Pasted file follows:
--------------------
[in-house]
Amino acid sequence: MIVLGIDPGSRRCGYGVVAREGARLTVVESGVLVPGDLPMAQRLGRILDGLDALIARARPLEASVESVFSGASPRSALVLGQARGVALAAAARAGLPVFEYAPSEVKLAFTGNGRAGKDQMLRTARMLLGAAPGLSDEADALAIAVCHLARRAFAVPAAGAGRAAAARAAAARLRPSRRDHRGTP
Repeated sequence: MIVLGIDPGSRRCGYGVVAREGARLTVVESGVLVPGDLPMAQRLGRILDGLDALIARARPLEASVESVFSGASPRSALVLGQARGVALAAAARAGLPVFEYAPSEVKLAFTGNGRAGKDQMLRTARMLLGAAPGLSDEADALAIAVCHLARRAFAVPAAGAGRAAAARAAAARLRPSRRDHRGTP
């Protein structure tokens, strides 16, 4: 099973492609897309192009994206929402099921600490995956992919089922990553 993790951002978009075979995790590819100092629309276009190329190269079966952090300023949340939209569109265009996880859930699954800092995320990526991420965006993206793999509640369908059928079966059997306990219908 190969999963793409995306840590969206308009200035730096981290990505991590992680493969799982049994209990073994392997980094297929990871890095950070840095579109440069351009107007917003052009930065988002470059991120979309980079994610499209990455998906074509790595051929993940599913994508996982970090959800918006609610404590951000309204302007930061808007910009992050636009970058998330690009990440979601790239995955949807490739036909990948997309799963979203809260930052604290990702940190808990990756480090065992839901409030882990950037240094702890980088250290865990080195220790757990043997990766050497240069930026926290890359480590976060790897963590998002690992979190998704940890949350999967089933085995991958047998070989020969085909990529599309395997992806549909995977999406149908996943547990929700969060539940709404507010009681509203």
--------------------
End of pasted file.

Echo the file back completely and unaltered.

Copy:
[in-house]
Amino acid sequence: MIVLGIDPGSRRCGYGVVAREGARLTVVESGVLVPGDLPMAQRLGRILDGLDALIARARPLEASVESVFSGASPRSALVLGQARGVALAAAARAGLPVFEYAPSEVKLAFTGNGRAGKDQMLRTARMLLGAAPGLSDEADALAIAVCHLARRAFAVPAAGAGRAAAARAAAARLRPSRRDHRGTP
Repeated sequence: MIVLGIDPGSRRCGYGVVAREGARLTVVESGVLVPGDLPMAQRLGRILDGLDALIARARPLEASVESVFSGASPRSALVLGQARGVALAAAARAGLPVFEYAPSEVKLAFTGNGRAGKDQMLRTARMLLGAAPGLSDEADALAIAVCHLARRAFAVPAAGAGRAAAARAAAARLRPSRRDHRGTP
């Protein structure tokens, strides 16, 4: 099973492609897309192009994206929402099921600490995956992919089922990553 993790951002978009075979995790590819100092629309276009190329190269079966952090300023949340939209569109265009996880859930699954800092995320990526991420965006993206793999509640369908059928079966059997306990219908 190969999963793409995306840590969206308009200035730096981290990505991590992680493969799982049994209990073994392997980094297929990871890095950070840095579109440069351009107007917003052009930065988002470059991120979309980079994610499209990455998906074509790595051929993940599913994508996982970090959800918006609610404590951000309204302007930061808007910009992050636009970058998330690009990440979601790239995955949807490739036909990948997309799963979203809260930052604290990702940190808990990756480090065992839901409030882990950037240094702890980088250290865990080195220790757990043997990766050497240069930026926290890359480590976060790897963590998002690992979190998704940890949350999967089933085995991958047998070989020969085909990529599309395997992806549909995977999406149908996943547990929700969060539940709404507010009681509203």